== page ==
A part of the charm with Nepal is the traditional life a lot of people still lead – a side effect of the poverty no doubt. However in this case it’s not a downside, rather it helps make Nepal one of the friendliest countries on earth, where you feel welcomed and belonging, even though everything is completely alien to you and all the street signs are intelligible – don’t even bother with a map, navigate by landmarks and the sun.

This old man was one of many, many other men, women and children I’d see during my stay in Kathmandu. This image was actually taken in nearby Patan on a day trip to the other two Durbar (palace) squares in the Kathmandu valley, the other being Bakhtapur; the place that moved me the most on my short one week trip in the country, but that’s a story for a different time.

Beppe has been a nomad for over 8 years by now, he admits it gets tiresome but finds no use in fighting it.

“Sometimes life wants you to move, so you move.”

Swayambunath | Nepal

Swayambunath | Nepal

The top of the long staircase leading to the Swayambunath temple complex, aka Monkey Temple.

Honestly, the main reason why I stopped to take this photo was that I was out of breath – and I was in pretty good shape when I went to Nepal. But the dust and pollution in the air made it hard for me to breathe at times and by the end of the week my nose and throat were sore with a burning sensation. I can only imagine what it’d be like to live a whole life breathing that air.

Nuisances like polluted and dusty air are far from big enough deals to ruin a perfect trip. I would love for Kathmandu to get cleaner air, but a part of the problem is that Kathmandu sits right in a valley with the world’s highest mountains on one side. The pollutants have nowhere to go, but stay in the valley and form a thick smog that obscures the nearby mountains from view as you will see in some of the photos I’m going to upload later on.

Aside from getting exhausted climbing the steep stairs the Swayambunath temple is one of the most worth while visits in Kathmandu. I spent hours at the top of the hill, looking out at what I saw of the urban sprawl and surrounding hills and mountains. I watched the monkeys running around, there were hundreds, if not thousands of the little creatures jumping, playing and scrambling for crumbs and peanuts left by other temple visitors.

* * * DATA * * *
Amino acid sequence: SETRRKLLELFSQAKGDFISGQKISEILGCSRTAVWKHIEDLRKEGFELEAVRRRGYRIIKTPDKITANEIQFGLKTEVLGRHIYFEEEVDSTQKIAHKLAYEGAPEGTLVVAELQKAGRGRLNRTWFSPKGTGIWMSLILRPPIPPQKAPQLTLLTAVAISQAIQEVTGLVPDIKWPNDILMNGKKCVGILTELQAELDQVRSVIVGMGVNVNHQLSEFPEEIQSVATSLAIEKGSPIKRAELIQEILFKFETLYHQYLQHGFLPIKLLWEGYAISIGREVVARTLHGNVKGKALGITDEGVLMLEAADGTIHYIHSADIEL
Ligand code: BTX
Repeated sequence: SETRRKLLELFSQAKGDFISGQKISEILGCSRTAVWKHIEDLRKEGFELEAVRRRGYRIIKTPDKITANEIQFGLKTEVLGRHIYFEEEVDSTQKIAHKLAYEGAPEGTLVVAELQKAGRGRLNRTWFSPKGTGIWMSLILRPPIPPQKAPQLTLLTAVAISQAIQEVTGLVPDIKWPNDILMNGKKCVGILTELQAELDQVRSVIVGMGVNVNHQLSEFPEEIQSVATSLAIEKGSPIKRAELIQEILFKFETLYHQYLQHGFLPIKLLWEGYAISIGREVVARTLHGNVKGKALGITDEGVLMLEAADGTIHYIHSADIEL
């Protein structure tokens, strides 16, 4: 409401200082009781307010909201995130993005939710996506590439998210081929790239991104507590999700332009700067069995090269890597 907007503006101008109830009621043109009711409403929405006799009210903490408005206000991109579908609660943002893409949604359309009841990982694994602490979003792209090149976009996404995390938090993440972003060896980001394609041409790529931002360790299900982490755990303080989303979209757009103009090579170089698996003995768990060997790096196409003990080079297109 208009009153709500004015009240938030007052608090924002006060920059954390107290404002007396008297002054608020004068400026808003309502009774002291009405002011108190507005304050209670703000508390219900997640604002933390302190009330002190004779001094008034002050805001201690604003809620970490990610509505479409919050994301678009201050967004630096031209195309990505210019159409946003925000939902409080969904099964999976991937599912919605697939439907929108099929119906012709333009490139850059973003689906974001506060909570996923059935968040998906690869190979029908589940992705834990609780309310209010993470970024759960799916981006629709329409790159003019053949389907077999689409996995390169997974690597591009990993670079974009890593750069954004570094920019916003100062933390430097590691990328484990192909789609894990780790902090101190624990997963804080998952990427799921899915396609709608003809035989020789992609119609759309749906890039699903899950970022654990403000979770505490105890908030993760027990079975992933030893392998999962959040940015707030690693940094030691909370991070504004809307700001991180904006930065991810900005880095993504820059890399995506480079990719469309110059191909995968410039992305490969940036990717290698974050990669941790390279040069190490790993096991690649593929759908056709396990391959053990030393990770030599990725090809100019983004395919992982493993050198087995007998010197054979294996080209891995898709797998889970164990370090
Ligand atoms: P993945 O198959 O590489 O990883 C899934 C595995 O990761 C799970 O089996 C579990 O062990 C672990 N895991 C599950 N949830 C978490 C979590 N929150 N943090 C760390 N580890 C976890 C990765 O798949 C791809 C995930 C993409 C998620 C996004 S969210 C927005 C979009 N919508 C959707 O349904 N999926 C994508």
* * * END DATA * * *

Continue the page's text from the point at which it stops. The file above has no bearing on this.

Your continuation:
I remember sitting on a bench in the sun, enjoying the quiet far above the crazy traffic of Kathmandu, and feeling accomplished. Like I had actually done something with my life. I was there to see something so completely different to what I was used to, and yet I didn’t feel alien.

That is the essence of travel: to find oneself to be the same as everyone else, just a little bit different.

 

Beppe has been a nomad for over 8 years by now, he admits it gets tiresome but finds no use in fighting it.

“Sometimes life wants you to move, so you move.”

Monkeys | Remember Nepal

Monkeys | Remember Nepal

I found this mother and child at the very top of the temple complex Swayambunath in the nort-western parts of Kathmandu. The climb up was steep, but all the monkeys I saw everywhere made me stop every few steps just to watch them and try to snatch a photo before they ran away. I found that to be easier said than done as it seemed like most of the little monkeys were camera shy.

However, the sheer amount of monkeys at Swayambunath means you get plenty of chances for excellent photos, and while this is not the strongest of my shots I think it’s a nice and warm image that shows the mother-child bond is strong in animals too.

Beppe has been a nomad for over 8 years by now, he admits it gets tiresome but finds no use in fighting it.

“Sometimes life wants you to move, so you move.”